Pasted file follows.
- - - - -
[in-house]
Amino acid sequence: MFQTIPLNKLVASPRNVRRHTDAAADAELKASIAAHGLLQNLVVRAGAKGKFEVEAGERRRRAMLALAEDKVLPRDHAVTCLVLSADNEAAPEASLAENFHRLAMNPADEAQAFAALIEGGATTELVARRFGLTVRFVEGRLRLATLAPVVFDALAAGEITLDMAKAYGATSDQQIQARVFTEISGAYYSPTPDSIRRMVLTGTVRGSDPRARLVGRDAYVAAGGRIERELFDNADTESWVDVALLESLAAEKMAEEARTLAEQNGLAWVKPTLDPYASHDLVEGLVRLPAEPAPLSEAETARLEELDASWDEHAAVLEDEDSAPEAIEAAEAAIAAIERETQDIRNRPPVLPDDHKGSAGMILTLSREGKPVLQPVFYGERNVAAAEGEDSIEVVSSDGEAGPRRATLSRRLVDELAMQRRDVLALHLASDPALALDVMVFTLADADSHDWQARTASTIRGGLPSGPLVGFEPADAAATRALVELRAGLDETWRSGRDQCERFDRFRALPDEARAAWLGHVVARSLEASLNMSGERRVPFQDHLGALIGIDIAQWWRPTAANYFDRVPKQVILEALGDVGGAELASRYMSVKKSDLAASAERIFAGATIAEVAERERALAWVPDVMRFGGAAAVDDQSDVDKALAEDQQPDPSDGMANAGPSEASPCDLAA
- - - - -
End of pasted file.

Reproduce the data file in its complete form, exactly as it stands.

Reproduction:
[in-house]
Amino acid sequence: MFQTIPLNKLVASPRNVRRHTDAAADAELKASIAAHGLLQNLVVRAGAKGKFEVEAGERRRRAMLALAEDKVLPRDHAVTCLVLSADNEAAPEASLAENFHRLAMNPADEAQAFAALIEGGATTELVARRFGLTVRFVEGRLRLATLAPVVFDALAAGEITLDMAKAYGATSDQQIQARVFTEISGAYYSPTPDSIRRMVLTGTVRGSDPRARLVGRDAYVAAGGRIERELFDNADTESWVDVALLESLAAEKMAEEARTLAEQNGLAWVKPTLDPYASHDLVEGLVRLPAEPAPLSEAETARLEELDASWDEHAAVLEDEDSAPEAIEAAEAAIAAIERETQDIRNRPPVLPDDHKGSAGMILTLSREGKPVLQPVFYGERNVAAAEGEDSIEVVSSDGEAGPRRATLSRRLVDELAMQRRDVLALHLASDPALALDVMVFTLADADSHDWQARTASTIRGGLPSGPLVGFEPADAAATRALVELRAGLDETWRSGRDQCERFDRFRALPDEARAAWLGHVVARSLEASLNMSGERRVPFQDHLGALIGIDIAQWWRPTAANYFDRVPKQVILEALGDVGGAELASRYMSVKKSDLAASAERIFAGATIAEVAERERALAWVPDVMRFGGAAAVDDQSDVDKALAEDQQPDPSDGMANAGPSEASPCDLAA